I know that I will be tripping over debris from this year's variety show for weeks, but it will be worth it. After six years, I guess I really don't want the magic to end. Even though I am still bleary-eyed from the past few weeks of burning my elementary school candle at both ends, I wouldn't have missed it.
There were plenty of moments to store away, but the one that I am savoring presently came hours after the curtain closed and the chairs were stacked safely away. When the show was over, as has become our custom, a number of the dads who had given their weekends and evenings in support of our cause went out and hoisted a few in recognition of our accomplishment. A couple of us had our root beer, others had another amber liquid that helped them find a celebratory note. It was fun to hang with the guys and tell a few bawdy stories that couldn't be told in front of our grade school audience, but my favorite moment was yet to come.
Sometime after midnight, making it clearly the next day, I came home to my wife and child who had just wound down their post-show celebration and had drifted off to sleep. My wife lifted her head up when I came in, and we compared notes on how the show looked and sounded and felt. Then she said it: "Your father would have been proud of you."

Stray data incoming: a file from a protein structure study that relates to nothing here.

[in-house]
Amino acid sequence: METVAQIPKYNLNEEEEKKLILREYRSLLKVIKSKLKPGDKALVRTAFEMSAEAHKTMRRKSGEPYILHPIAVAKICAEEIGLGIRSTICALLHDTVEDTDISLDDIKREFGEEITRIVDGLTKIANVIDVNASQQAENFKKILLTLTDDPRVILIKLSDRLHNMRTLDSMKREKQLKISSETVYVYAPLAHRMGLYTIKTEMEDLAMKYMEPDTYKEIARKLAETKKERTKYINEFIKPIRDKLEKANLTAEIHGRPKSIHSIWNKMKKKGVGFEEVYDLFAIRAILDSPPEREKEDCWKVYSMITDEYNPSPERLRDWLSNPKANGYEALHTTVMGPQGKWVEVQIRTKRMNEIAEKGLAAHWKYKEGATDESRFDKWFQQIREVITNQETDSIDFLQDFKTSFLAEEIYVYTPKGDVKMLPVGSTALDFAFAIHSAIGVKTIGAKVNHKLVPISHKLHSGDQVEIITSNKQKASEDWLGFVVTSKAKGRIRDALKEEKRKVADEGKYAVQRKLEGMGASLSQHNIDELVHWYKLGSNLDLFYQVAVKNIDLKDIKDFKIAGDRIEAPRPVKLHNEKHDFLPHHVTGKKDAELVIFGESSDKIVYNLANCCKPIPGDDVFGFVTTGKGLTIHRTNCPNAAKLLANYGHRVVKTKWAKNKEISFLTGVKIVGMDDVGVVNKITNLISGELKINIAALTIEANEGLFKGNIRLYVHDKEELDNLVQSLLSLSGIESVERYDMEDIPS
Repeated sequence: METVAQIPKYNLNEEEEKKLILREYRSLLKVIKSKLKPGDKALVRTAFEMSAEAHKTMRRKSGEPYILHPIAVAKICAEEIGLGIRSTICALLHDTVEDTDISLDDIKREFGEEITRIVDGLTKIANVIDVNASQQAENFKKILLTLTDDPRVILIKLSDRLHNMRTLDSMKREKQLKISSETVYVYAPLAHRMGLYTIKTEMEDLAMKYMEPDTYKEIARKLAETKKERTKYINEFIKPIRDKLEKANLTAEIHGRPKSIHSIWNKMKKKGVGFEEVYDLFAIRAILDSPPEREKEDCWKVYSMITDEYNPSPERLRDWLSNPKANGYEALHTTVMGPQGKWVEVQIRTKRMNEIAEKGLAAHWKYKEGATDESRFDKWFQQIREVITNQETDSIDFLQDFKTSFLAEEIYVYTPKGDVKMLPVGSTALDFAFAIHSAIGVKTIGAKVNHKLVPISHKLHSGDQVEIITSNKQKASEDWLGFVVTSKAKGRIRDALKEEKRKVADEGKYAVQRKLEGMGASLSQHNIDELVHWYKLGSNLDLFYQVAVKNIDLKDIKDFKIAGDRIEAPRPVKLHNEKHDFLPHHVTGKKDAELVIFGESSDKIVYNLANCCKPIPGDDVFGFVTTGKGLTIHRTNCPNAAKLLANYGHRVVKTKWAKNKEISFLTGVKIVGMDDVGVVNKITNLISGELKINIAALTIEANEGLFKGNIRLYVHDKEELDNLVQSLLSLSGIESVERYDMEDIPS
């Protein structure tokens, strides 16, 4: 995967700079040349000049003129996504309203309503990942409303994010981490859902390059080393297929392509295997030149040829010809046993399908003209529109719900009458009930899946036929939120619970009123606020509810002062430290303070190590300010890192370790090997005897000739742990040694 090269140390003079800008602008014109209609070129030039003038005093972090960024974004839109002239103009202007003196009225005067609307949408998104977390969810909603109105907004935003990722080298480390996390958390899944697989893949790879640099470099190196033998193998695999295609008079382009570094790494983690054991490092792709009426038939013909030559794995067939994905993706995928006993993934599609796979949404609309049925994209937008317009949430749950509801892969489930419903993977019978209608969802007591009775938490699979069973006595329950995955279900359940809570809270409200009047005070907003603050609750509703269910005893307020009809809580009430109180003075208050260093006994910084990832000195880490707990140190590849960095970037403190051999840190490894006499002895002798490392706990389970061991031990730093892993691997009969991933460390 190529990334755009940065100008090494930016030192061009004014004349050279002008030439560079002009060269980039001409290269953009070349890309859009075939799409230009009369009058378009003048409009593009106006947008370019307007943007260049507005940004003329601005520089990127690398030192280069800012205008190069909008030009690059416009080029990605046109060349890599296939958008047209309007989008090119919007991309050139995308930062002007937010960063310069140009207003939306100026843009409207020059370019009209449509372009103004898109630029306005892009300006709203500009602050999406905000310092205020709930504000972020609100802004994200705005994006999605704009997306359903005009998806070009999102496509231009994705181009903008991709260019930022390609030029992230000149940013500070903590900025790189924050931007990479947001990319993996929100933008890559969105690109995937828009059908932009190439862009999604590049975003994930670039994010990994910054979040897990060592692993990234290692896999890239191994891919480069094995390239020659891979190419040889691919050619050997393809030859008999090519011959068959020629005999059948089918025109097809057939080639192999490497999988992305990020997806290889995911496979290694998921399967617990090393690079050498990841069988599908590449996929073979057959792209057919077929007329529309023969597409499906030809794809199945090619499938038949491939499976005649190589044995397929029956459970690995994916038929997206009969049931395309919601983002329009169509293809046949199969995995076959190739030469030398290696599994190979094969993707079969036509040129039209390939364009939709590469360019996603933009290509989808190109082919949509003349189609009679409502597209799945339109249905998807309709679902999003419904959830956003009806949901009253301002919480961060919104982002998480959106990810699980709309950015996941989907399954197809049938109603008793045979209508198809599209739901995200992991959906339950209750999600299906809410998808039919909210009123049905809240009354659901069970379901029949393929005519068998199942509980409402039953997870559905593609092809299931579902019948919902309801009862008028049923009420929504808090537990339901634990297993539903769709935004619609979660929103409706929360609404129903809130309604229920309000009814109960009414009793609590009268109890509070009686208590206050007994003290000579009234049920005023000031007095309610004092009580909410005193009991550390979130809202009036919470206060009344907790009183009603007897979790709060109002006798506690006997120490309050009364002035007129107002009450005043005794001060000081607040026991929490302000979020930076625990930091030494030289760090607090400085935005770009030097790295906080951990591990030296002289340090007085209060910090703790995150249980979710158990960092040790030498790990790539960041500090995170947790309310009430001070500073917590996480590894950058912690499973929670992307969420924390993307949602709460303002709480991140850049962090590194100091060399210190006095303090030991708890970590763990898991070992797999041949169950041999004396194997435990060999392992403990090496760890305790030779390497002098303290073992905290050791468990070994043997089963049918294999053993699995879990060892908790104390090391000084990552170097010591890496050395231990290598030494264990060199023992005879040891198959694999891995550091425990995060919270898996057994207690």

I pretended not to know what she was talking about, so I made her elaborate. But I knew what she meant. My father was a father for everyone. When I was in band, he was there, pitching in and running the concession stands at football and basketball games to raise money for uniforms, instruments or general upkeep of the Boulder High Marching Panthers. Before that he was a mover and shaker in the Y Indian Guides. He was the guy who used to string four or five sleds off the back bumper of our station wagon and drag all the neighborhood kids up and down our cul-de-sac on those cold, snowy nights. I know that part of it was because he was looking for a way to extend his own youth. He stayed young by playing with kids. He was good at it.
When I went to bed at last, I thought about all the kids that I have seen singing, dancing, telling jokes: the ones that were nervous, the ones the were supremely confident, the very serious, and the just plain silly. My own son has found his own voice and inspiration through his experience over the past six years, first from the wings, then on the stage beside me, and finally performing his own act with his buddies. If I had anything to do with that, then I am very proud. And ready to move on to the next thing.